By Kim McLarin

This fiercely acerbic study of motherhood and the price it extracts just might make you want to rethink Mother's Day. McLarin, author of the highly praised 1998 novel Taming It Down, gives us a prickly African-American heroine who admittedly takes some time to warm up to. Accomplished, educated Grace seems to have a perfect life: a luxurious house in an upscale Boston enclave, an adoring scientist husband and two young daughters. But being a stay-at-home mom in hothouse suburbia suffocates her. The unused sociology Ph.D. that she worked so hard for now seems like part of a life she should have led. She begins to dislike her kids and regret her choices, and when her husband pushes for another child (he wants a son), ditching her family seems like a viable option. It's not entirely surprising considering her heritage: Rae, Grace's sharecropping grandmother, continually abandoned her children to save herself from crushing poverty, and Mattie, Grace's love-hungry mother, clings so tightly to Grace that she threatens to smother her. Told from the alternating points of view of these three women, the narrative shifts from past to present, raising unsettling questions about love and belonging. As Grace struggles to handle her own feelings of enslavement, McLarin offers up compelling meditations on race, class and history—and delivers an ending that's like a punch to the heart.

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By Peter Ames Carlin

David Crosby once called Brian Wilson the most highly regarded musician in America. Paul McCartney declared Wilson's "God Only Knows" the greatest song ever written. But despite being labeled a genius for performing and writing the layered harmonies that made the Beach Boys superstars, Wilson has spent much of his life struggling. Acutely sensitive and saddled with a controlling manager-father, he sank into addiction and depressions that stalled his promised masterpiece, SMiLE, for decades. Wave follows Wilson from top of the charts in '63 to besotted in '75 to unburdened, though still fragile, in 2004, after SMiLE was an acclaimed hit. Journalist Carlin (formerly a PEOPLE writer) interviewed the surviving Beach Boys, including Wilson—who lives in Beverly Hills and still performs—and had access to hours of unreleased recordings. His book is both a first-rate biography and a compelling social history about a generation's loss of innocence.

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By Brian Copeland

Comedian Brian Copeland once got a letter accusing him of not being a genuine black man, and his memoir would seem to support this. He doesn't play basketball. He quotes James Garner from Maverick. He listens to Rick Springfield. But the book does more than list his tastes; with humor and pathos it traces a life spent dodging racial epithets from blacks and whites (he's been called Oreo as often as the n-word) and achieving what he sees as the true African-American attribute: resilience. A native of the once all-white San Leandro, Calif., he concludes that "no one person or group ... holds the monopoly on what in this society is the 'true' black experience." He has demonstrated as much in this affecting book.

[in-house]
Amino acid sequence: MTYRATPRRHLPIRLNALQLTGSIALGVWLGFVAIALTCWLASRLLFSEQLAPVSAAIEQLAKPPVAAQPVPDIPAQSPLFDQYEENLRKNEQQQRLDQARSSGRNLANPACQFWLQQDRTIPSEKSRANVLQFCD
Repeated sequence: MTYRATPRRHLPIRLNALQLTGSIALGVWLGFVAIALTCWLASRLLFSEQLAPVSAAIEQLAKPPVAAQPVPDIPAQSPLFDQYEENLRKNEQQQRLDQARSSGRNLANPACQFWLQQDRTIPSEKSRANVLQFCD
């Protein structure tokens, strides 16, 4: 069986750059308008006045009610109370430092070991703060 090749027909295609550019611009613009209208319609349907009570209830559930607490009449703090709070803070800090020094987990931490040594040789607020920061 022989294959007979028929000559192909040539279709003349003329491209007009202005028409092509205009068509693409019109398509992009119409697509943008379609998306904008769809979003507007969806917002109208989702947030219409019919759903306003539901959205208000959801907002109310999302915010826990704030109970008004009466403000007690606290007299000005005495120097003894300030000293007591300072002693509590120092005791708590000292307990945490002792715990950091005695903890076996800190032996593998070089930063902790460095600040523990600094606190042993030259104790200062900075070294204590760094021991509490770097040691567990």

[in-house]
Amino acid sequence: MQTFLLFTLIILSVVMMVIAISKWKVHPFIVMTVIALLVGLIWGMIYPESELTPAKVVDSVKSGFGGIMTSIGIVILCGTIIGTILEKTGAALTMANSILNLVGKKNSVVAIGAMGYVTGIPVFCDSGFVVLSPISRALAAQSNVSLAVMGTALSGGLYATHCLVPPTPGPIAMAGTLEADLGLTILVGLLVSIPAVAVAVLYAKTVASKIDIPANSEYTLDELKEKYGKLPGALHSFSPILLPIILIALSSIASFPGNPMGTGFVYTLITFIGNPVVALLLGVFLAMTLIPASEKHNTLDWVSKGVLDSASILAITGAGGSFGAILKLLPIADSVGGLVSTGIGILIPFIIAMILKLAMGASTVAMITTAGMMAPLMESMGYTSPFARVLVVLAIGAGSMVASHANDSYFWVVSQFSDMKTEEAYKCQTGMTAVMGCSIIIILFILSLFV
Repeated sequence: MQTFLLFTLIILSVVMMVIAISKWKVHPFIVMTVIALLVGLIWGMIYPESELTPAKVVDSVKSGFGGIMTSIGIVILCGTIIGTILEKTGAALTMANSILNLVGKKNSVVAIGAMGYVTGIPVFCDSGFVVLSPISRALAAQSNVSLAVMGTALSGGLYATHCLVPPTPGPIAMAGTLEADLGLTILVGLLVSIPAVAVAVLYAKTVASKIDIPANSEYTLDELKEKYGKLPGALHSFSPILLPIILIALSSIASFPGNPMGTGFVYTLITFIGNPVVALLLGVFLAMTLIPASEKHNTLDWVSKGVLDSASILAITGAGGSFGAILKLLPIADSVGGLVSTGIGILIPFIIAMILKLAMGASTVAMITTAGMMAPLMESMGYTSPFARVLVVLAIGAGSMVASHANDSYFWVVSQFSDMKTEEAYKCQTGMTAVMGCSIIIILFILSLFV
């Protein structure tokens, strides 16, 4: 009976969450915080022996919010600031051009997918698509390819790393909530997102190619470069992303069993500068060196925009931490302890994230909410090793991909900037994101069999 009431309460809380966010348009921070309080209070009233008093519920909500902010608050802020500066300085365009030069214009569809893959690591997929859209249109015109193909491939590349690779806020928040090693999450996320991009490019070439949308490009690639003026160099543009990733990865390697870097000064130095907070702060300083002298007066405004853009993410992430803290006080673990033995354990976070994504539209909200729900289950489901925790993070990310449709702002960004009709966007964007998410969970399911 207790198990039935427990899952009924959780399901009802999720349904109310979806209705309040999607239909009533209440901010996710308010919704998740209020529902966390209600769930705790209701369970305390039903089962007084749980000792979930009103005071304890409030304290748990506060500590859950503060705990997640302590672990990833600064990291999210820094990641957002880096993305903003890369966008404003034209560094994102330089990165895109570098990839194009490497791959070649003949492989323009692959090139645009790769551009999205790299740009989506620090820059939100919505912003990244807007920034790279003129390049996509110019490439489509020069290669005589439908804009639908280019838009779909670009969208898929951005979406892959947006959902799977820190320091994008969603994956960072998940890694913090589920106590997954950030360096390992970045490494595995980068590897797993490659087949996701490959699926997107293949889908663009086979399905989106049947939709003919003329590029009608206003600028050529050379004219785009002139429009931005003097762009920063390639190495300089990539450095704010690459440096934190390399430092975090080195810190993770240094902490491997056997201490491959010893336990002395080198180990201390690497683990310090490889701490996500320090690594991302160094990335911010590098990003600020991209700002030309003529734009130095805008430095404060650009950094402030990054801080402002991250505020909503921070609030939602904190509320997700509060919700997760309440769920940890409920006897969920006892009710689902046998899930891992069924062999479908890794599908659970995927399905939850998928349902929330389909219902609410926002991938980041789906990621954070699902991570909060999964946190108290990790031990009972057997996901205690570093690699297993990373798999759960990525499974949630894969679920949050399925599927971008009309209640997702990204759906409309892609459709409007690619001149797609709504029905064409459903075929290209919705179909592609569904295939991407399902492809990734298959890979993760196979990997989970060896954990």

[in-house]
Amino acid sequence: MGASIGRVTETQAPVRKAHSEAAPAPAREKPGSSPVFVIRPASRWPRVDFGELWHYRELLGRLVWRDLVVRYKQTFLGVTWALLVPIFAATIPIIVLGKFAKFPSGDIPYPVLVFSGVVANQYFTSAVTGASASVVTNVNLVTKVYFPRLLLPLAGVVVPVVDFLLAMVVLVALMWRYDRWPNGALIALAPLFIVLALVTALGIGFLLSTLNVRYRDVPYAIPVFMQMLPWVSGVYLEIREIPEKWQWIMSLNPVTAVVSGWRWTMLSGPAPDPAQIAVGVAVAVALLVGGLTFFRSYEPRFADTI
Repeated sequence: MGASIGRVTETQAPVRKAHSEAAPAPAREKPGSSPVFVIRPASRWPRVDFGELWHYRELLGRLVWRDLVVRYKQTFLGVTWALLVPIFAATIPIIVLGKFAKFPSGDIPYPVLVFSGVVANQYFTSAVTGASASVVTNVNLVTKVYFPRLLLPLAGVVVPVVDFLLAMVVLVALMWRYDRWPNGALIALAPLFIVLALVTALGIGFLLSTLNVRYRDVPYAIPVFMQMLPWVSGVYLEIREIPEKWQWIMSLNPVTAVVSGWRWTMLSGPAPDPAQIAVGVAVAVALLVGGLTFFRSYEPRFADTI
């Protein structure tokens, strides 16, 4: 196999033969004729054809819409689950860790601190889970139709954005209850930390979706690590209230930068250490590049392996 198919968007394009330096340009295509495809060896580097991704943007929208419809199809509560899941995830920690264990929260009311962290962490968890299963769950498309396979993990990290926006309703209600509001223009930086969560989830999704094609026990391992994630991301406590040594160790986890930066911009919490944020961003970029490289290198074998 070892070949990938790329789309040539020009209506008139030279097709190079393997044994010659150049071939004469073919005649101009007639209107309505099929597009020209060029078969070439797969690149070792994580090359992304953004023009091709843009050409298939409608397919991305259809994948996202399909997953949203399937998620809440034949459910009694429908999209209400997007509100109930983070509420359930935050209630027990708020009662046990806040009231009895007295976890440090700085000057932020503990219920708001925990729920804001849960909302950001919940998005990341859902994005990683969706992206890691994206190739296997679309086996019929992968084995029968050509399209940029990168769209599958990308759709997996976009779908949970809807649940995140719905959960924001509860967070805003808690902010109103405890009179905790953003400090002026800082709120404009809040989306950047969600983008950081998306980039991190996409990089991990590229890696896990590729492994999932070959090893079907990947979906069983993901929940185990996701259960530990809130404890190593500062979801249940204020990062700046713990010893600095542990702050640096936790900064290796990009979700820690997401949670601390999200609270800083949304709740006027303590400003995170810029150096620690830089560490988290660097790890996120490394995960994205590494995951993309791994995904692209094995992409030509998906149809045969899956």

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Ruby by Francesca Lia Block and Carmen Staton: Women weaned on young-adult author Block's mesmerizing alchemy of fairy-tale fantasy and Hollywood glitz will fall under the spell of this grown-up romance, about an L.A. nanny who uses magic to land the hunk of her dreams.

The Owl & Moon Café by Jo-Ann Mapson: A comforting confection of a tale set at a Monterey Bay family eatery, Mapson's ninth novel features four generations of strong-willed women helping each other cope with life's vicissitudes while keeping the customers happy.

Across a Hundred Mountains by Reyna Grande: Grande's spare, elegantly written tale of a young Mexican girl searching for her farmworker father, missing since he left to seek his fortune in "el otro lado," is a timely and riveting read.

Save Your Own by Elisabeth Brink: The heroine's predicament: At 26, she's a virgin with no prospects who's about to lose her fellowship to Harvard Divinity School. Working at a halfway house for addicted women, implausibly enough, helps her solve both problems in this funny, engaging debut.

Psychic Junkie: Can't stop consulting psychics? There's no 12-step group for that addiction, but in a new memoir struggling actress Sarah Lassez swears she had it bad.

WHAT GOT YOU STARTED? When I was depressed over a failed romance in 2003, I went to a psychic who predicted I would find much happiness and success. I was hooked.

WHAT WERE THE SIGNS? I was calling 10 psychics a day. I couldn't leave the house. Positive psychic readings gave me a high, but if I got bad news I'd have to call others to undo the damage. At my worst I spent $1,000 in one month—twice my rent.

DID YOU GET MEMORABLE ADVICE? One said my [failed] relationship was like broken celery—we were separated yet still connected by "those stringy things."

WERE THEY EVER RIGHT? Maybe 1 to 5 percent of the time. I think psychics are telepathic if anything—they can read your mind. One told me I'd had too many readings so I had holes in my aura. She sent me home without a reading. I was annoyed but now I respect her.

HOW DID YOU KICK THE HABIT? I went to a therapist who said I was a classic case of obsessive-compulsive disorder and recommended Zoloft. I started a Web site,, for people like me. I've had a couple of relapses—and I'm still hooked on my tarot cards—but I feel much better.